Re: [NewMobilityCafe] Bicycles as environmental goods
- I support reducing the cost of bicycles to the general public, and believe if quality commuter bicycles and accessories can be purchased at lower cost then the numbers purchased will grow, as the financial barrier to cycling is reduced.
This is particularily potent as theft is a major problem, and it is estimated that cyclists who suffer loss of bikes through theft more than twice cease cycling.
If the price of bicycles for commuting is reduced, resell value will be limited, and theft rates lowered.
However the industry is mainly against it in the EU.
At the moment bicycles imported to the UK attract a 15% standard import duty and an extra 45% anti dumping duty for those made in China and aout 30% dumping duty for Vietnam.
This is an effort to protect domestic EU bicycle manufacturers, which are now very few in Western Europe, although several bicycle assembly plants have been established in Poland and Romania.
Production has shifted to Bangladsh, Thailand, Cambodia, Sri Lanka and The Phillipines to avoid EU imposed Anti Dummping Duty (ADD).
Many bicycle companies in the UK also believe that the bicycle market is fixed at about 2m a year and any reduction in the cost of a bike simply reduces the amount of money in the industry, and so is generally supportive of trade barriers.
As regards sustainability a trade barrier protecting domestic production can perhaps be viewed as a positive thing, reducing transport to the market, however as most large EU producers are assembly plants they still require import of the parts.
One suggestion that might gain more universal support might be removal of trade barriers on commuter bikes and accessories only, with mudguards, sensible smooth rolling tires, reflectives etc.
Sports bikes: Mountain bikes and drop handlebar road bikes should remain a tariffed item.
"Carlos F. Pardo SUTP" <carlos.pardo@...> wrote:
Nice info, maybe we could find a way to support? Letters signed by many parties, etc.
WTO Negotiations Open Possibility of Defining Bicycles as Environmental Goods
By Matthew Sholler
Current efforts to designate bikes as environmentally preferable products free of tariffs
and other trade barriers have gone largely unnoticed by the international bicycling community.
Organizations promoting bicycle use at the international level may have a new avenue to do so -- through the liberalization of trade in bicycles, bicycle parts and components, and bicycle accessories that could result from the World Trade Organization's (WTO) current negotiations on environmental goods and services.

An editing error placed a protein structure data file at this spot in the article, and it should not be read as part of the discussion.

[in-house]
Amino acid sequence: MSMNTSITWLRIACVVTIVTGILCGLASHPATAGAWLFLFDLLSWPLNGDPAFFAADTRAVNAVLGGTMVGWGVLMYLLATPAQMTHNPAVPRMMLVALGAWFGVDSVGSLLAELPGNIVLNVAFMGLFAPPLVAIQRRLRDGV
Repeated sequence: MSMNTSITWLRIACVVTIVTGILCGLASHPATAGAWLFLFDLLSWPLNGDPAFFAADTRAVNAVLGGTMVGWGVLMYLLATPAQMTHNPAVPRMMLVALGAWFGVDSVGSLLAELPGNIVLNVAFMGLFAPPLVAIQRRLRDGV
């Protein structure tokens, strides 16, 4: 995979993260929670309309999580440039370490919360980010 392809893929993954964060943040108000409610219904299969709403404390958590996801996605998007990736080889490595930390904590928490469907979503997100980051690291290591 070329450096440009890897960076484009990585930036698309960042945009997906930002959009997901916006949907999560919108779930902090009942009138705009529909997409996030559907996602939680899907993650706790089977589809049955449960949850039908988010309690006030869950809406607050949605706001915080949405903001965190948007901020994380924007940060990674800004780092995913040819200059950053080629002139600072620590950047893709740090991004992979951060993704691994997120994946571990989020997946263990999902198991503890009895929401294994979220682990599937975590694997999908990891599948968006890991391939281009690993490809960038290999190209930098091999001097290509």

The mandate for these negotiations comes from the so-called Doha Development Agenda (DDA), issued by trade ministers at the WTO Ministerial Conference in Doha, Qatar, in November 2002. Paragraph 31(iii) of the DDA calls for the reduction or elimination of tariff and non-tariff barriers to environmental goods and services. WTO ministers did not, however, define what constitutes an "environmental good", so the negotiations have moved forward largely on the basis of lists of suggested goods by WTO member economies.
One sub-category of products is referred to as "environmentally preferable products", or EPPs, deemed superior to close substitutes because of the way they are produced, used or disposed of.
At the end of 2004, the Organisation for Economic Co-operation and Development (OECD) was asked by its member countries to prepare a study of EPPs, concentrating on products whose liberalization would benefit developing countries, either through improved environmental outcomes or increased trade in the product. The bicycle emerged as one of the three EPPs the OECD Secretariat chose to study in depth.
(A copy of the report may be found here: http://www.oecd.org/dataoecd/45/19/35841725.pdf)
In mid-2005, Switzerland, an OECD member country, submitted its own list of proposed environmental goods to the WTO, which included bicycles, bicycle parts and components, and certain accessories. The Swiss proposal has been met with mixed reactions by other member countries, many of which are represented in WTO negotiations by representatives from trade ministries who do not grasp the bicycle's environmental relevance. Others, usually from environment ministries, have generally been more supportive of the idea.
As of this writing, no definitive common list of environmentally goods has been agreed by WTO negotiators. There may still be an opportunity for bicycle advocates to tell their countries' WTO delegates just how important it is to grant "environmental good" status to bicycles, parts and accessories.
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[Non-text portions of this message have been removed]
- Rory wrote:
> I support reducing the cost of bicycles to the general public, and believeOK, but, well, to make a "citizen's arrest" here, I don't think is this
> if quality commuter bicycles and accessories can be purchased at lower
> cost then the numbers purchased will grow, as the financial barrier to
> cycling is reduced.
list is the right place for a discussion just about bikes. I want to hear
if changes in duties and tariffs improves (or doesnt) the chances for
carfree cities in general, and the other repurcussions of the changes in
duties, etc and as some have said these could counteract any climate
benefits of carfree cities due to increased transport.
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